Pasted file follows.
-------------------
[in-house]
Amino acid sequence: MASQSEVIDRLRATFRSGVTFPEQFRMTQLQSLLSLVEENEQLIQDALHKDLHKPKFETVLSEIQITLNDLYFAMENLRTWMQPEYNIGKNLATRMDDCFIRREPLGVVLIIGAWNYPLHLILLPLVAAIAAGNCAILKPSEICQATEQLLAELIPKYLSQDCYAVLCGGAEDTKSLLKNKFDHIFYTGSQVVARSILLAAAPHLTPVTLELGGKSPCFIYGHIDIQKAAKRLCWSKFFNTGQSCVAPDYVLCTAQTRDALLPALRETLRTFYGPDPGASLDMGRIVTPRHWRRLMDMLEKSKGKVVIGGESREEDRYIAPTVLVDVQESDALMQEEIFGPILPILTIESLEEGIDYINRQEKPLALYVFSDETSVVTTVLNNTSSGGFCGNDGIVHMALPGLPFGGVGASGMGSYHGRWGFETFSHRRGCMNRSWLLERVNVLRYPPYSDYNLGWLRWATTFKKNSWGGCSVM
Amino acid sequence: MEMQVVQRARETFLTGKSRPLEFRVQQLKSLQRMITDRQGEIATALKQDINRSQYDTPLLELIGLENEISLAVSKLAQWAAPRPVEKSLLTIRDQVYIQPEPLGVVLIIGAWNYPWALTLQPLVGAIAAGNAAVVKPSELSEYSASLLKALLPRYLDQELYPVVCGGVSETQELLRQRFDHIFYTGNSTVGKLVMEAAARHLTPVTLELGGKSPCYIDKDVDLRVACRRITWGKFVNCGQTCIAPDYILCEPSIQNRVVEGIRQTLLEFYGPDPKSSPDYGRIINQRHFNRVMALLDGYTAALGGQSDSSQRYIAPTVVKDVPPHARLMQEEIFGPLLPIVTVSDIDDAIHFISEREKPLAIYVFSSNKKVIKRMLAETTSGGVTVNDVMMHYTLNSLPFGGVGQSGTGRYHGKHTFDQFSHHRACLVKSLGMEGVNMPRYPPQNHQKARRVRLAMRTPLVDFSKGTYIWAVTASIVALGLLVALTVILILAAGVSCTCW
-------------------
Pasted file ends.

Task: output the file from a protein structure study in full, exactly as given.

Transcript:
[in-house]
Amino acid sequence: MASQSEVIDRLRATFRSGVTFPEQFRMTQLQSLLSLVEENEQLIQDALHKDLHKPKFETVLSEIQITLNDLYFAMENLRTWMQPEYNIGKNLATRMDDCFIRREPLGVVLIIGAWNYPLHLILLPLVAAIAAGNCAILKPSEICQATEQLLAELIPKYLSQDCYAVLCGGAEDTKSLLKNKFDHIFYTGSQVVARSILLAAAPHLTPVTLELGGKSPCFIYGHIDIQKAAKRLCWSKFFNTGQSCVAPDYVLCTAQTRDALLPALRETLRTFYGPDPGASLDMGRIVTPRHWRRLMDMLEKSKGKVVIGGESREEDRYIAPTVLVDVQESDALMQEEIFGPILPILTIESLEEGIDYINRQEKPLALYVFSDETSVVTTVLNNTSSGGFCGNDGIVHMALPGLPFGGVGASGMGSYHGRWGFETFSHRRGCMNRSWLLERVNVLRYPPYSDYNLGWLRWATTFKKNSWGGCSVM
Amino acid sequence: MEMQVVQRARETFLTGKSRPLEFRVQQLKSLQRMITDRQGEIATALKQDINRSQYDTPLLELIGLENEISLAVSKLAQWAAPRPVEKSLLTIRDQVYIQPEPLGVVLIIGAWNYPWALTLQPLVGAIAAGNAAVVKPSELSEYSASLLKALLPRYLDQELYPVVCGGVSETQELLRQRFDHIFYTGNSTVGKLVMEAAARHLTPVTLELGGKSPCYIDKDVDLRVACRRITWGKFVNCGQTCIAPDYILCEPSIQNRVVEGIRQTLLEFYGPDPKSSPDYGRIINQRHFNRVMALLDGYTAALGGQSDSSQRYIAPTVVKDVPPHARLMQEEIFGPLLPIVTVSDIDDAIHFISEREKPLAIYVFSSNKKVIKRMLAETTSGGVTVNDVMMHYTLNSLPFGGVGQSGTGRYHGKHTFDQFSHHRACLVKSLGMEGVNMPRYPPQNHQKARRVRLAMRTPLVDFSKGTYIWAVTASIVALGLLVALTVILILAAGVSCTCW